a procedure for removing fecalith?

l 100+ pointsm 1+ points - Newb

Brandon asks:

What are the different medical processes of removing fecalith? (Definition: "A hard stony mass of feces. A fecalith can obstruct the appendix, leading to appendicitis. Fecaliths also can obstruct diverticuli.")

Due to old age and certain medical conditions, fecal matter can harden and become lodged in the lower intestine and colon. I am wondering if you could help me with finding information on the topic of removing such fecalith. Thank you.

Dear Brandon,

Do you think you may have a case of fecalith or something? That's gotta suck.

First off, I suggest preventative measures: diet, exercise, and water. Eat a high fiber, well-balanced diet. Fiber acts like a toothbrush along the digestive tract. Exercise helps your muscles with peristalsis (the rhythmic movements in your digestive tract). Water helps hydrate your body, including your poop, to make it less dried out and easier to pass along. All this together helps your poop not get stuck to the intestinal wall.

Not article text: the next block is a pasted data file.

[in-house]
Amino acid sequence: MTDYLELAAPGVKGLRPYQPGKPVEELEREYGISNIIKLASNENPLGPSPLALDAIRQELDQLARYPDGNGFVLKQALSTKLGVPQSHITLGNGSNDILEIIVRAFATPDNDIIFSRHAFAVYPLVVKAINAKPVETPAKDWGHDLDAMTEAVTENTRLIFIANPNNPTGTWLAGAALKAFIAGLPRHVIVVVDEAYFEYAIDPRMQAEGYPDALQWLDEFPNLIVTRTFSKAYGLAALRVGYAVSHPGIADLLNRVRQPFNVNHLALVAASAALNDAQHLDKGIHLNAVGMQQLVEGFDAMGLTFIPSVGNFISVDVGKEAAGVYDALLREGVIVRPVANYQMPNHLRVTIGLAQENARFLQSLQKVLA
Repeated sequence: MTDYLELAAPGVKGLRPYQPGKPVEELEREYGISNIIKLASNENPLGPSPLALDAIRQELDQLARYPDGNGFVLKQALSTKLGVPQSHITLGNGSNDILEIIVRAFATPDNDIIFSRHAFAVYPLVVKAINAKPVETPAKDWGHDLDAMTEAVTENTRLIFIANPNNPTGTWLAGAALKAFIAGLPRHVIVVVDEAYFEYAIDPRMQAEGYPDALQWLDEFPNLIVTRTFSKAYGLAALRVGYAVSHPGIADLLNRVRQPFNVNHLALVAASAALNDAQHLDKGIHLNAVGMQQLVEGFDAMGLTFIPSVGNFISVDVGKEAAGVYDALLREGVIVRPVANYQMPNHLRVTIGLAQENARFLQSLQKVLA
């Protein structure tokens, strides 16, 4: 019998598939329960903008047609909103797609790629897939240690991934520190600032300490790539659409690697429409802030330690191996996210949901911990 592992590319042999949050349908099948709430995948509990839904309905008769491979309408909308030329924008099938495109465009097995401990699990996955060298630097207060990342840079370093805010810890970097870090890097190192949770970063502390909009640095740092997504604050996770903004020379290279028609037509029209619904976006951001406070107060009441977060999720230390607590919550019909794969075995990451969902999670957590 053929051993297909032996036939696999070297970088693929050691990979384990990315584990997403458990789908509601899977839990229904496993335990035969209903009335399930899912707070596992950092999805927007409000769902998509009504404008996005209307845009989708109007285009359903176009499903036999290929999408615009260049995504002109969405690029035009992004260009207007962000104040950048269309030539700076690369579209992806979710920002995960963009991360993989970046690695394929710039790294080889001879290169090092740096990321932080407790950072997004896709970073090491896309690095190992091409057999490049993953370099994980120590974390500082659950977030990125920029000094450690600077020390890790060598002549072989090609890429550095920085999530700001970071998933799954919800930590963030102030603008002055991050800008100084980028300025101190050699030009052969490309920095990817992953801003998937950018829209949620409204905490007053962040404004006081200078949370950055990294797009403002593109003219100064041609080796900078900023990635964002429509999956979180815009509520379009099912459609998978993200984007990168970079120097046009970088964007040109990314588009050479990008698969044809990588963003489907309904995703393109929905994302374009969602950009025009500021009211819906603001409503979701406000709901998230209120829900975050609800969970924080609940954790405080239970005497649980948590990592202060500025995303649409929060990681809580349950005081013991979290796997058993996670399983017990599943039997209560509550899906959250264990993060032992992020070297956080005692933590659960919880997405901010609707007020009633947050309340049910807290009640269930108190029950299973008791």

I don't think a fecalith is generally detected until someone has signs and symptoms (such as fever, lower right abdominal pain, and chills), which is then known as appendicitis. But there are different types of appendicitis and consequently, different treatments.

Confined appendicitis refers to inflammation of the appendix. Treatment for this is usually a course of antibiotics and usually resolves on its own. Sometimes your doctor may want to remove the appendix to prevent any chance of future problems.